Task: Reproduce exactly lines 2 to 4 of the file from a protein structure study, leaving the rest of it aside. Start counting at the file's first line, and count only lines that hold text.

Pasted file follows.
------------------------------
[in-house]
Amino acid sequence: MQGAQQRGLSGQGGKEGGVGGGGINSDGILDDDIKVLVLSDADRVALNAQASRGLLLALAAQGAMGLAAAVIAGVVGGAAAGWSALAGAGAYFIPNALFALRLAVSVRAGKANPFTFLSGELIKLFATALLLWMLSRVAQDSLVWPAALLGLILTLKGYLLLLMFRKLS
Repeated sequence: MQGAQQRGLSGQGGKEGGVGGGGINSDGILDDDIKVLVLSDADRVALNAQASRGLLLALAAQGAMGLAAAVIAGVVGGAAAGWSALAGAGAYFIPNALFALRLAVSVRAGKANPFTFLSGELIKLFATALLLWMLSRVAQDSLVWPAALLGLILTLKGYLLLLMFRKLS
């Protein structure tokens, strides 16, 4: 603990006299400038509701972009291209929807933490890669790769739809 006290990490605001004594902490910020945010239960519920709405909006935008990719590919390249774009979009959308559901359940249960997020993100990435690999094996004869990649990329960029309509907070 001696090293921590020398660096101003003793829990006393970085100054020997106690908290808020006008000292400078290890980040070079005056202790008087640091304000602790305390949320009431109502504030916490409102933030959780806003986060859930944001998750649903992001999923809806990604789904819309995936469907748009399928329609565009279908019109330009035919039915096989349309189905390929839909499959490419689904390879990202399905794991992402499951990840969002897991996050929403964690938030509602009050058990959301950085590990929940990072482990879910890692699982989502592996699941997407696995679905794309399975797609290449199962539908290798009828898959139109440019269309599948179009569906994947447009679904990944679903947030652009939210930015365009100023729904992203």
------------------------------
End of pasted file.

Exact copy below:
Amino acid sequence: MQGAQQRGLSGQGGKEGGVGGGGINSDGILDDDIKVLVLSDADRVALNAQASRGLLLALAAQGAMGLAAAVIAGVVGGAAAGWSALAGAGAYFIPNALFALRLAVSVRAGKANPFTFLSGELIKLFATALLLWMLSRVAQDSLVWPAALLGLILTLKGYLLLLMFRKLS
Repeated sequence: MQGAQQRGLSGQGGKEGGVGGGGINSDGILDDDIKVLVLSDADRVALNAQASRGLLLALAAQGAMGLAAAVIAGVVGGAAAGWSALAGAGAYFIPNALFALRLAVSVRAGKANPFTFLSGELIKLFATALLLWMLSRVAQDSLVWPAALLGLILTLKGYLLLLMFRKLS
């Protein structure tokens, strides 16, 4: 603990006299400038509701972009291209929807933490890669790769739809 006290990490605001004594902490910020945010239960519920709405909006935008990719590919390249774009979009959308559901359940249960997020993100990435690999094996004869990649990329960029309509907070 001696090293921590020398660096101003003793829990006393970085100054020997106690908290808020006008000292400078290890980040070079005056202790008087640091304000602790305390949320009431109502504030916490409102933030959780806003986060859930944001998750649903992001999923809806990604789904819309995936469907748009399928329609565009279908019109330009035919039915096989349309189905390929839909499959490419689904390879990202399905794991992402499951990840969002897991996050929403964690938030509602009050058990959301950085590990929940990072482990879910890692699982989502592996699941997407696995679905794309399975797609290449199962539908290798009828898959139109440019269309599948179009569906994947447009679904990944679903947030652009939210930015365009100023729904992203």